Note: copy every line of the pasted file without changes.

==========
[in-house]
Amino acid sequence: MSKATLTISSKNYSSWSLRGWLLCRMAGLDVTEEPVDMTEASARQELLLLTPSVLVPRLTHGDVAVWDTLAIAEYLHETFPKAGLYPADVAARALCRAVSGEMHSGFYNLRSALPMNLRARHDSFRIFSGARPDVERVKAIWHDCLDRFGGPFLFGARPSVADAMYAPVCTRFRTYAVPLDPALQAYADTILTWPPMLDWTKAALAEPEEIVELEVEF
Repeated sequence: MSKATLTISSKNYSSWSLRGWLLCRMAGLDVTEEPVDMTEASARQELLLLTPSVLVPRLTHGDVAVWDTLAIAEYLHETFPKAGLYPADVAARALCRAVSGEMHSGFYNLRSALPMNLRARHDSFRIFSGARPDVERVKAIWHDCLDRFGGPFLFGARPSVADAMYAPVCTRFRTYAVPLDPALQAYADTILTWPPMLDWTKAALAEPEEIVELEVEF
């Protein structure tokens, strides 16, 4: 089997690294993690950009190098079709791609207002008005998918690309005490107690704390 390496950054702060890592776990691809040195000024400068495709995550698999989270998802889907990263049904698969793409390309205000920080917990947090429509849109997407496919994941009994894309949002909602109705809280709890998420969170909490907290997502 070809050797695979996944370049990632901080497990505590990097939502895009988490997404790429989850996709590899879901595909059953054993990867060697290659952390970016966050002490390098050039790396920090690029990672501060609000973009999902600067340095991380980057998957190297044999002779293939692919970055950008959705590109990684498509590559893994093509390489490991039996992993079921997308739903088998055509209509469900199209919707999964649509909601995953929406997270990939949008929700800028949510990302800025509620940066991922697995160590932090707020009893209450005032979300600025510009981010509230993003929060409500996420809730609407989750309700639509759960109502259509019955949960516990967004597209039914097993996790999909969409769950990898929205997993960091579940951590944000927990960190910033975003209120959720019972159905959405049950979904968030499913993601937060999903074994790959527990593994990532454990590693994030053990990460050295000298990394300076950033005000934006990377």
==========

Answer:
[in-house]
Amino acid sequence: MSKATLTISSKNYSSWSLRGWLLCRMAGLDVTEEPVDMTEASARQELLLLTPSVLVPRLTHGDVAVWDTLAIAEYLHETFPKAGLYPADVAARALCRAVSGEMHSGFYNLRSALPMNLRARHDSFRIFSGARPDVERVKAIWHDCLDRFGGPFLFGARPSVADAMYAPVCTRFRTYAVPLDPALQAYADTILTWPPMLDWTKAALAEPEEIVELEVEF
Repeated sequence: MSKATLTISSKNYSSWSLRGWLLCRMAGLDVTEEPVDMTEASARQELLLLTPSVLVPRLTHGDVAVWDTLAIAEYLHETFPKAGLYPADVAARALCRAVSGEMHSGFYNLRSALPMNLRARHDSFRIFSGARPDVERVKAIWHDCLDRFGGPFLFGARPSVADAMYAPVCTRFRTYAVPLDPALQAYADTILTWPPMLDWTKAALAEPEEIVELEVEF
């Protein structure tokens, strides 16, 4: 089997690294993690950009190098079709791609207002008005998918690309005490107690704390 390496950054702060890592776990691809040195000024400068495709995550698999989270998802889907990263049904698969793409390309205000920080917990947090429509849109997407496919994941009994894309949002909602109705809280709890998420969170909490907290997502 070809050797695979996944370049990632901080497990505590990097939502895009988490997404790429989850996709590899879901595909059953054993990867060697290659952390970016966050002490390098050039790396920090690029990672501060609000973009999902600067340095991380980057998957190297044999002779293939692919970055950008959705590109990684498509590559893994093509390489490991039996992993079921997308739903088998055509209509469900199209919707999964649509909601995953929406997270990939949008929700800028949510990302800025509620940066991922697995160590932090707020009893209450005032979300600025510009981010509230993003929060409500996420809730609407989750309700639509759960109502259509019955949960516990967004597209039914097993996790999909969409769950990898929205997993960091579940951590944000927990960190910033975003209120959720019972159905959405049950979904968030499913993601937060999903074994790959527990593994990532454990590693994030053990990460050295000298990394300076950033005000934006990377």